Here in 2019, marketers are focused on changing the world through digital experiences. But how many are thinking about the more significant challenges they could create in the process? The problem is not with the technology itself but the lack of responsibility and accountability that businesses are taking when automating processes.

There needs to be a bigger conversation around the digital ethics of every chat-bot and algorithm that we implement. In many ways, technology acts as a black mirror that reflects the good and bad side of humanity.

"The main issue is defining an ethical and regulatory framework to which we can hold AI systems and companies accountable." - Daniel Hulme, CEO of Satalia

Removing human bias from the recruitment process is another big conversation that needs to be brought to the forefront. We can all agree that recruitment bias has always existed. But the jury is still out on whether AI will be the cure or a cause.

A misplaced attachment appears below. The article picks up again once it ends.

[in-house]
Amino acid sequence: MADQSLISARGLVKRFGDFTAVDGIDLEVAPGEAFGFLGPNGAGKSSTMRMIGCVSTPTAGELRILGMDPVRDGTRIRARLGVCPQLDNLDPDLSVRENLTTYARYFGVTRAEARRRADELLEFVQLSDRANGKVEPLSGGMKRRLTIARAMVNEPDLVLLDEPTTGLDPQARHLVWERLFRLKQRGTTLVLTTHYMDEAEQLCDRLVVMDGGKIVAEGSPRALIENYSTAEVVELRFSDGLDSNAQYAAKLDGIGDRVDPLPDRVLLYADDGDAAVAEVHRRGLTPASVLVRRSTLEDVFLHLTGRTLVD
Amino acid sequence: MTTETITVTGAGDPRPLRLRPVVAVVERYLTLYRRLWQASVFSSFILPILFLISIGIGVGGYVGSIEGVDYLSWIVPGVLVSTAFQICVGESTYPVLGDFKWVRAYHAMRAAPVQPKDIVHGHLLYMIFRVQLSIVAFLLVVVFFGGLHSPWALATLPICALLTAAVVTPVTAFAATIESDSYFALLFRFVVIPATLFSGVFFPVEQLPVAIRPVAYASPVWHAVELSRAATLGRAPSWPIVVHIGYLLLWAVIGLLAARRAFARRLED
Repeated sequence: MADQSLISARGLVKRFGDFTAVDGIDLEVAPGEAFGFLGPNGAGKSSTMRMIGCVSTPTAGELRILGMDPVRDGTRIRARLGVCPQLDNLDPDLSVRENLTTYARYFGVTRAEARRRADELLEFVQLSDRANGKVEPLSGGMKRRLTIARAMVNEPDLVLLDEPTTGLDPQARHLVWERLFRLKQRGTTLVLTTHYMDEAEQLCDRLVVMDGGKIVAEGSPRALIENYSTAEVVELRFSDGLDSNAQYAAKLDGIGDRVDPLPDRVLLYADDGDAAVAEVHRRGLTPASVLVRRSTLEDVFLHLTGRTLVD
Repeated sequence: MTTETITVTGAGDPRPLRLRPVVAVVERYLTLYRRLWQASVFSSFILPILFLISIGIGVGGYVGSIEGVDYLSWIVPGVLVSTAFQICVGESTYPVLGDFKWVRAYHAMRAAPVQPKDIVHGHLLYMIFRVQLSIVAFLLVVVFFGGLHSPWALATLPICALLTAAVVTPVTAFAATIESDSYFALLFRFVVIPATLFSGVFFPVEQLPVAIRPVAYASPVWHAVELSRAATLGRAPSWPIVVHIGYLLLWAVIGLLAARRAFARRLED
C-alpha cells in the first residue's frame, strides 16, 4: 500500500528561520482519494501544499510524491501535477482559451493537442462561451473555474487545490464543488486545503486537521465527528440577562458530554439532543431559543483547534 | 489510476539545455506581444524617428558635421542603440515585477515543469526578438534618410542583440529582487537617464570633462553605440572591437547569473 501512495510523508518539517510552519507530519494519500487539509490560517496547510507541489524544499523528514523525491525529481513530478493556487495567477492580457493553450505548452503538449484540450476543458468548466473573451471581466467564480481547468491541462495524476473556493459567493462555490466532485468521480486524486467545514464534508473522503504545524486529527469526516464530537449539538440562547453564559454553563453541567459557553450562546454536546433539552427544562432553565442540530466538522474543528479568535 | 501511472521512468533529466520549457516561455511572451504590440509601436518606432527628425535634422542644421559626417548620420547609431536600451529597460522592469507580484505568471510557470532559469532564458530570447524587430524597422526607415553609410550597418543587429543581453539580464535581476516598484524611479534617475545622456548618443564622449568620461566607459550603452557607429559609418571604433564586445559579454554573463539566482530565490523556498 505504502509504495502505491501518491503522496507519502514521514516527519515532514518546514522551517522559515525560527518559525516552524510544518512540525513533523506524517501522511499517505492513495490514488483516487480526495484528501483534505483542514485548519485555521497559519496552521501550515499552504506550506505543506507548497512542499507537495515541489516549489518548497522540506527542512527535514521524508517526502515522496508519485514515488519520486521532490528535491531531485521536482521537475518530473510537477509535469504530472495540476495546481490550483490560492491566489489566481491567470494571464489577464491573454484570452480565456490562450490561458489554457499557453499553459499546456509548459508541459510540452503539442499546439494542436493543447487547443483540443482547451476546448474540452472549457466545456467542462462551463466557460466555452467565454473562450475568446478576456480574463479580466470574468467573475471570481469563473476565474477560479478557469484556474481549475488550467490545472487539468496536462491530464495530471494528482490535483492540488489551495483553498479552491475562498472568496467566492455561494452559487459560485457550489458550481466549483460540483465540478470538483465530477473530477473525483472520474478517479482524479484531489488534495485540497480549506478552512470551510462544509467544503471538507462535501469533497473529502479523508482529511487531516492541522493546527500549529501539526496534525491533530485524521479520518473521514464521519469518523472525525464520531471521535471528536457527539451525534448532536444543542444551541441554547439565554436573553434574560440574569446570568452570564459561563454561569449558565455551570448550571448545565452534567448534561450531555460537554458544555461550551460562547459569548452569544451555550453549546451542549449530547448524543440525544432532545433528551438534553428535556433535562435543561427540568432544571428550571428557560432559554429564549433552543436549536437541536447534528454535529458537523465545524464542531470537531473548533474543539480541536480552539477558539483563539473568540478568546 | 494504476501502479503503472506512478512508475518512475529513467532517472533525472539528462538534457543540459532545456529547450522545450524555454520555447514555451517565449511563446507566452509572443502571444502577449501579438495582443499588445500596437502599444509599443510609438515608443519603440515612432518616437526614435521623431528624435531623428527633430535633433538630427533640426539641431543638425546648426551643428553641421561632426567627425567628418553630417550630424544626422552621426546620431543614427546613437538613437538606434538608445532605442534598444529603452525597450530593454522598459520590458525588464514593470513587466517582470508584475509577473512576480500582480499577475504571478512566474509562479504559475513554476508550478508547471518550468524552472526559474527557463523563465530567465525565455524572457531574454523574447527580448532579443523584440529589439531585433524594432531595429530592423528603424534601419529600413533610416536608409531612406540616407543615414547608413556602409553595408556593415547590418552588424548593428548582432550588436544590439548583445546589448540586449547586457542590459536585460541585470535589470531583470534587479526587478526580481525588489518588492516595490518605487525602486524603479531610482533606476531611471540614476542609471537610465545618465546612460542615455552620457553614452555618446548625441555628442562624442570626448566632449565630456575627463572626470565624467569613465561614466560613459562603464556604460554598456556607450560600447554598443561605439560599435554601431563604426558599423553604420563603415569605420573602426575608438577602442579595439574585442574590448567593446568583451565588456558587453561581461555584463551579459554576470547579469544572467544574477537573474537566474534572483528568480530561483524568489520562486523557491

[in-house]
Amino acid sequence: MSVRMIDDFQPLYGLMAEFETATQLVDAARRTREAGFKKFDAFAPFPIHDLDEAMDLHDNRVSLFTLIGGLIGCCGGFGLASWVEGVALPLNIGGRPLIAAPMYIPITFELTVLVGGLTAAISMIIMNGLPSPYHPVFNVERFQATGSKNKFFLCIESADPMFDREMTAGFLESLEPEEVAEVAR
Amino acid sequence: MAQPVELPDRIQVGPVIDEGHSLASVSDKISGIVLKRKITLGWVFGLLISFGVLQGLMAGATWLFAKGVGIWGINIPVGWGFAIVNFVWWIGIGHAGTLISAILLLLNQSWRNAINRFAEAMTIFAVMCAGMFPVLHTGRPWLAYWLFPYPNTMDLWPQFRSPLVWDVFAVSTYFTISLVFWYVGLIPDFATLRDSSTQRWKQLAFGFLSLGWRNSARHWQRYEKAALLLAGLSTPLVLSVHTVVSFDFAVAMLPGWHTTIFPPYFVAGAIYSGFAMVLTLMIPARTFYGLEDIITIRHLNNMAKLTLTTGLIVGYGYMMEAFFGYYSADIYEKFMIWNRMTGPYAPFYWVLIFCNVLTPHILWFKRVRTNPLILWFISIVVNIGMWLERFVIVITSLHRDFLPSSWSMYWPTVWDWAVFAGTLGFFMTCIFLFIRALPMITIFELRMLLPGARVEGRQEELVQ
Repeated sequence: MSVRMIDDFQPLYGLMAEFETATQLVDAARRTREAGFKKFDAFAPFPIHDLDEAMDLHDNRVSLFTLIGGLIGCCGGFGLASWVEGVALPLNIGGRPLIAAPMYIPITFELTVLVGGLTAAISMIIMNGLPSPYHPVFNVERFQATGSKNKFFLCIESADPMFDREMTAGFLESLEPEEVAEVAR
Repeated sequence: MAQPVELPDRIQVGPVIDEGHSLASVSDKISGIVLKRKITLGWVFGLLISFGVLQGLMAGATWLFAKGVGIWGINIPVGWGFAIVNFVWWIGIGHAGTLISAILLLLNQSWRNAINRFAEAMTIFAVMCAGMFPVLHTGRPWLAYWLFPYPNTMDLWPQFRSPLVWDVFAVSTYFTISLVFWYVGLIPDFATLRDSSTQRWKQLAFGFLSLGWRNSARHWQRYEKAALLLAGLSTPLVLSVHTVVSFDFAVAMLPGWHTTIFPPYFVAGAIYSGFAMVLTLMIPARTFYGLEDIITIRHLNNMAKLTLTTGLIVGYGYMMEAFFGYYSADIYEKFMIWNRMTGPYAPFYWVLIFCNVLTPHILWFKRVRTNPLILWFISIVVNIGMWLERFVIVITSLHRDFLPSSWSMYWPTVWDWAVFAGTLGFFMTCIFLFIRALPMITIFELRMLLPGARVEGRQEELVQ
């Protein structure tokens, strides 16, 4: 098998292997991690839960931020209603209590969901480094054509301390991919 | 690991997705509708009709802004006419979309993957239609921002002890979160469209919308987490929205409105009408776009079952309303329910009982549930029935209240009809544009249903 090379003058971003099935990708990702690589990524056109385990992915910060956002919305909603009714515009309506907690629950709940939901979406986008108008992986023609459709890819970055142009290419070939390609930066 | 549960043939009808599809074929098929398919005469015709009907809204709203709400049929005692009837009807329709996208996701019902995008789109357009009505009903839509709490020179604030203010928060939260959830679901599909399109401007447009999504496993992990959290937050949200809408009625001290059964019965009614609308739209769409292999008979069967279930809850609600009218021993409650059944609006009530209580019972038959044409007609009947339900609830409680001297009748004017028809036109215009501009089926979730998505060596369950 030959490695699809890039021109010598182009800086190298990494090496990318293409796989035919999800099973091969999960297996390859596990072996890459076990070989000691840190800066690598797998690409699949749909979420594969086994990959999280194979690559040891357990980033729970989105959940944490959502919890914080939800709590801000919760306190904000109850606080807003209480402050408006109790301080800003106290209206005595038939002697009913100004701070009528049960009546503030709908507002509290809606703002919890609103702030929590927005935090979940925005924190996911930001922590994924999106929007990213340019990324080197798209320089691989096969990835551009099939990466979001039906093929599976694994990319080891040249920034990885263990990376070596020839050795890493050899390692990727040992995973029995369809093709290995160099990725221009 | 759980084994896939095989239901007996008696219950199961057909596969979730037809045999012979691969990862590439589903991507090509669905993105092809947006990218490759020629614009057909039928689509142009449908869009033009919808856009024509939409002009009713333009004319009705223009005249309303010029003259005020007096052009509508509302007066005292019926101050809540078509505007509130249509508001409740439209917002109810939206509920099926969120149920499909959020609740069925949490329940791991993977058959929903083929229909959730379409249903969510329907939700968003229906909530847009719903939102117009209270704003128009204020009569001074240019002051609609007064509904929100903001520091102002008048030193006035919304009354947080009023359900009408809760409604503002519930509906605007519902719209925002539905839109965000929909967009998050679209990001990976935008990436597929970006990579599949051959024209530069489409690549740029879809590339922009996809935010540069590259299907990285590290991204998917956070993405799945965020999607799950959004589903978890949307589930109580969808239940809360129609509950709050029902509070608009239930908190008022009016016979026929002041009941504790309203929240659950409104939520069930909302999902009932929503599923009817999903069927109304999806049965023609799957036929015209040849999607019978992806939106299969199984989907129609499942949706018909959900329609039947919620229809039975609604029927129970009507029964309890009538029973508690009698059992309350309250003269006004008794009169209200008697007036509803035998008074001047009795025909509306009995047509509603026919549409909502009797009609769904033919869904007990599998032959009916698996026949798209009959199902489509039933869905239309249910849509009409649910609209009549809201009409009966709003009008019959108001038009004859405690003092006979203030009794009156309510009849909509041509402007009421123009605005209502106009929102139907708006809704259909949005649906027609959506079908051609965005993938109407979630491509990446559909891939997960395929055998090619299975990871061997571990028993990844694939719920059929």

Even early-adopting and enthusiastic teams at Amazon was forced to backtrack and dump an AI recruitment tool that showed a bias against women. But once again, this revealed more about the data inputted by humans than the technology itself.

AI Bias becomes a corporate social responsibility issue from the moment that engineers feed data into ML engines. As algorithms coldly downgrade individuals based on their qualification, age, and experience, you are already on the rocky road of dismissing talent based on a few keywords.

Unilever also faced a backlash when it revealed it was using AI recruitment technology to analyse the facial and linguistic information of candidates. Businesses must have a workforce that reflects the diversity of their audience if they are serious about meeting their unique requirements.

This means that employees with Asperger's or autism can teach teams a thing or two when it comes to innovation. It also means that there is room for Introverts and extroverts in every team. AI algorithms must reflect this need in the workplace.

Sure, AI could play a valuable role in eliminating bias in hiring. But there must be a considerable focus on understanding and removing the factors that contribute to bias and prejudice. As repetitive and mundane tasks become automated, it is also vital that organisations invest in training rather than replacing their staff to ensure that everyone has a role in the digital age.